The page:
Maggie Williams said legacies were built and lives changed because of the impact of Sampson High School, a landmark she and others want to see preserved and restored for its importance in this community.
“I went there for 12 years. It was the only formal education I had. I guess that’s why I’m so passionate about that school,” said Williams. “It turned out so many people that wouldn’t have had the opportunity to go to school. Our history goes down if that building goes down.”
That is the reason she, Blonnie Carr and others have tried so hard in recent years to preserve the school. That effort received a boost with a city partnership that will bring the school’s history and its hopeful future to the forefront this Saturday, Aug. 13.
The Sampson High School Alumni Association (SHSAA) Inc.’s Phase Two Committee, in conjunction with the City of Clinton and the Clinton Historic Preservation Commission, will sponsor a half-day free event aptly-entitled “Importance of Place Workshop: ‘Ole’ Sampson School Matters.” The workshop will extend from 10 a.m. to noon Saturday at the Sampson Center Gym on Barden Street, Clinton. All are invited to attend.
Alumni of the old Sampson High School in Clinton want to restore the deteriorating facility on McKoy Street and transform it into a community resource center. Rose Williams Linen, chairwoman of the Phase Two Committee, said Saturday’s workshop will focus on the SHSAA’s goal, while celebrating the school’s history as a Rosenwald school.
“We would like some of the younger people to know the importance of Sampson High School, especially its status as a Rosenwald school,” said Williams, noting that an older generation with that knowledge is dwindling. “This is trying to get people familiar with the school and what it meant to people.”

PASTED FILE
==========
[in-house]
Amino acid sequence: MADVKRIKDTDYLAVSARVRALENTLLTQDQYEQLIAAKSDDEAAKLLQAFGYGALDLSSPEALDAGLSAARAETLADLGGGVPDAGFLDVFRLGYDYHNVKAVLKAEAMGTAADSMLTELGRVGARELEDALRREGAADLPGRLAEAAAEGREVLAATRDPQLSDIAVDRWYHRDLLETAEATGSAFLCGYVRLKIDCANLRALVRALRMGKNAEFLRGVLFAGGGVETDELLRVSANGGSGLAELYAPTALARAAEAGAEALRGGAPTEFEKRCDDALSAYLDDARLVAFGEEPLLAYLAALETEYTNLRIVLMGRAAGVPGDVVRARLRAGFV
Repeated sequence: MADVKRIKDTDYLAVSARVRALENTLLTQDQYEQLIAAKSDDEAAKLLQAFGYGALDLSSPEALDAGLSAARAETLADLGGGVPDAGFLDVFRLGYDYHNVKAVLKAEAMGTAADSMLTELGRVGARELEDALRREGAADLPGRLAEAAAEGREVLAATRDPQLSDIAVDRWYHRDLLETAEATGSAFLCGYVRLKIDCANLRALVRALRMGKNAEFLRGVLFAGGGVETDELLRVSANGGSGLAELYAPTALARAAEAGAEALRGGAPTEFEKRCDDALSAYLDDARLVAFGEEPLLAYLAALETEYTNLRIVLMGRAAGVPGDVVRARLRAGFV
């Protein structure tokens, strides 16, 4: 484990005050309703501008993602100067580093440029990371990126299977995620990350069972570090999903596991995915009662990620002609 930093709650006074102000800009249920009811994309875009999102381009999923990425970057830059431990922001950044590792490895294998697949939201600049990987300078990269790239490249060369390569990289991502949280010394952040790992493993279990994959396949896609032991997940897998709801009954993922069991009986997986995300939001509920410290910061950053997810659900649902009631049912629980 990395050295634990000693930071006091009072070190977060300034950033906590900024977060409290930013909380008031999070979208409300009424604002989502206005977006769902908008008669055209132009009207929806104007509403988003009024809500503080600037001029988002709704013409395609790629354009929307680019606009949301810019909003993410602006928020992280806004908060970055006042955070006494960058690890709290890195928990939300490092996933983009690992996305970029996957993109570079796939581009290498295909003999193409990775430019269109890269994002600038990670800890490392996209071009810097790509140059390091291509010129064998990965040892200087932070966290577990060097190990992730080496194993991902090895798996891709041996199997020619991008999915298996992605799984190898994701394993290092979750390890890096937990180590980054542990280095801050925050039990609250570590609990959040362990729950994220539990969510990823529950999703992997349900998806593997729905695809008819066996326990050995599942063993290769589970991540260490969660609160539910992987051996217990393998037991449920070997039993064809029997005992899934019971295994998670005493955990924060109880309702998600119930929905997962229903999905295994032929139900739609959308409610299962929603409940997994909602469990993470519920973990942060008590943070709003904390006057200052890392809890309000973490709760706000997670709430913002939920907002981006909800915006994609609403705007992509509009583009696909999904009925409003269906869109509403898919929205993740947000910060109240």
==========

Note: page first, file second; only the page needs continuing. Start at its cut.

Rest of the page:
A Rosenwald School is one whose construction was aided by funds provided by Julius Rosenwald, an American clothier who became part-owner and president of Sears, Roebuck and Company. Rosenwald was the founder of The Rosenwald Fund, which provided assistance amid chronic under-funding of public education for African-American children in the South, a disenfranchised populous required to attend segregated schools.
African-American leader Booker T. Washington shared with Rosenwald the plight of young children in the South and convinced him to contribute seed money for the “Rosenwald” schools. Sampson County had five of those, Sampson High being one of them. The school was in operation until 1969.
Located at 615 McKoy St., the school property was purchased by the SHSAA Inc. in 1986 from Sampson County for $57,750, with the intention to preserve and utilize it for a meaningful purpose. Phase One in 1999 saw the renovation of one of the school buildings into eight-unit apartments to provide housing to low-income individuals. Phase Two will include renovating and rehabilitating the school into a community resource center.
“It is not only essential for the SHSAA, Inc. to preserve this very important part of history, but imperative that we do so,” Linen attested, “as there are only a fraction of these schools that remain due to demolition, disrepair or destruction.”
Williams said she understands that some look at the school as an eyesore or see it simply as another dilapidated building. It is much more than that, she implored.
“That’s our legacy,” said Williams, who graduated from Sampson High in 1954. “I hope this (workshop) sparks the attention of people in the community. That school has given us and this community surgeons, doctors, engineers, teachers. It turned out more with less than some institutions.”
Through the upcoming workshop, the Sampson alumni wish to impart the importance of the once-bustling facility on McKoy Street so that it might be the site of sweeping rehabilitation and restoration that will see it preserved and useful again.